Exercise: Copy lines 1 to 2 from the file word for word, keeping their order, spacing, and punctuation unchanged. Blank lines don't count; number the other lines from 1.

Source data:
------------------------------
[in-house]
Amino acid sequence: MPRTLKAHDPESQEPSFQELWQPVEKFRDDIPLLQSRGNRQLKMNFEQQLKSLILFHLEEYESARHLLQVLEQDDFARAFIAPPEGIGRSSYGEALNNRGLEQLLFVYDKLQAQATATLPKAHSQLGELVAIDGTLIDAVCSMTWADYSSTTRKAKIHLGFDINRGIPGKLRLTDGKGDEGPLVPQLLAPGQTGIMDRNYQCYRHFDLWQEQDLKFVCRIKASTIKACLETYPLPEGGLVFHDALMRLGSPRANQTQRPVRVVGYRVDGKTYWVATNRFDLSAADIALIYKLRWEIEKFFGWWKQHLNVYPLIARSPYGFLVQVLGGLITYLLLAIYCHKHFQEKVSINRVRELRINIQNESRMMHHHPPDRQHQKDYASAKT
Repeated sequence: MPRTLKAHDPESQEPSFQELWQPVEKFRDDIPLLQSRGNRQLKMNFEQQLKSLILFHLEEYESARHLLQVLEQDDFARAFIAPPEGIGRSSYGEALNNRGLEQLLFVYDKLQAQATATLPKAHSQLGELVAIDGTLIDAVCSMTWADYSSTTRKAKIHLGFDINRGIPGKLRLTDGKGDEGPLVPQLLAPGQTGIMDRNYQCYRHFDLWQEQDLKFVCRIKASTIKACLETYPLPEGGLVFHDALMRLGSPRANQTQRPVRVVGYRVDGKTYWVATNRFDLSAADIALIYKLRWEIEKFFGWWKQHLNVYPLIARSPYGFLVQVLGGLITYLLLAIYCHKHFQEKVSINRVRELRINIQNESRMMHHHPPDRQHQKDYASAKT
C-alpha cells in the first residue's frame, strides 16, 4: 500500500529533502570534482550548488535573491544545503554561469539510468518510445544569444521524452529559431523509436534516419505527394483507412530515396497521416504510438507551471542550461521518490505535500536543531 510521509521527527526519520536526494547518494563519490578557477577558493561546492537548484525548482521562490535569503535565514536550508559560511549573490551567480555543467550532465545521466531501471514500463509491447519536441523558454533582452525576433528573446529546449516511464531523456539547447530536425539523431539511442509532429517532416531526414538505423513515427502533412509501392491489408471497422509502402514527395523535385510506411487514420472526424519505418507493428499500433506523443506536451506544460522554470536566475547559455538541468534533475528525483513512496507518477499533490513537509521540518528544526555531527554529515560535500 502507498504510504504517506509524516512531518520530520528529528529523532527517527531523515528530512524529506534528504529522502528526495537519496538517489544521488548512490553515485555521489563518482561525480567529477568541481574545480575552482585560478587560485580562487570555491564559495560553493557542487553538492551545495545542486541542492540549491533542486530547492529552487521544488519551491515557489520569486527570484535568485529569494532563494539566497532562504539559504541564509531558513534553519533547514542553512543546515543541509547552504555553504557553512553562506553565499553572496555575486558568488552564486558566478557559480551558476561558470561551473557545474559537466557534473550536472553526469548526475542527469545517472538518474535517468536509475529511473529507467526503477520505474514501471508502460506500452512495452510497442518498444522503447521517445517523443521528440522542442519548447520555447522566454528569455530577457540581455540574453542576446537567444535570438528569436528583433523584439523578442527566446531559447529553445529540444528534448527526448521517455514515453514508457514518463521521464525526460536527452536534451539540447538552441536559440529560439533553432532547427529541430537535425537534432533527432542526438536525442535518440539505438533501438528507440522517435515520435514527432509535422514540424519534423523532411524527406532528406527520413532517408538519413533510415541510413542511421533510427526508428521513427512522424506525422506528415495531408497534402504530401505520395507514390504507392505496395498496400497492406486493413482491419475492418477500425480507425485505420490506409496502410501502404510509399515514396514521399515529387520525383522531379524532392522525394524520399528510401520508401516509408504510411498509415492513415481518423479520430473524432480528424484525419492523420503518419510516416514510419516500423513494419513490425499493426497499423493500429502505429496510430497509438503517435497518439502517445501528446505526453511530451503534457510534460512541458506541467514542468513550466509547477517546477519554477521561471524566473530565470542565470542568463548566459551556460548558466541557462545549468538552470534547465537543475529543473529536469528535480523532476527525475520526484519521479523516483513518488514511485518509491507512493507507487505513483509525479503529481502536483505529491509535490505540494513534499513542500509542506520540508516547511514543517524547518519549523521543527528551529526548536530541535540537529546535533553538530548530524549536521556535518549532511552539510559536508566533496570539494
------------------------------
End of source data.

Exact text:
[in-house]
Amino acid sequence: MPRTLKAHDPESQEPSFQELWQPVEKFRDDIPLLQSRGNRQLKMNFEQQLKSLILFHLEEYESARHLLQVLEQDDFARAFIAPPEGIGRSSYGEALNNRGLEQLLFVYDKLQAQATATLPKAHSQLGELVAIDGTLIDAVCSMTWADYSSTTRKAKIHLGFDINRGIPGKLRLTDGKGDEGPLVPQLLAPGQTGIMDRNYQCYRHFDLWQEQDLKFVCRIKASTIKACLETYPLPEGGLVFHDALMRLGSPRANQTQRPVRVVGYRVDGKTYWVATNRFDLSAADIALIYKLRWEIEKFFGWWKQHLNVYPLIARSPYGFLVQVLGGLITYLLLAIYCHKHFQEKVSINRVRELRINIQNESRMMHHHPPDRQHQKDYASAKT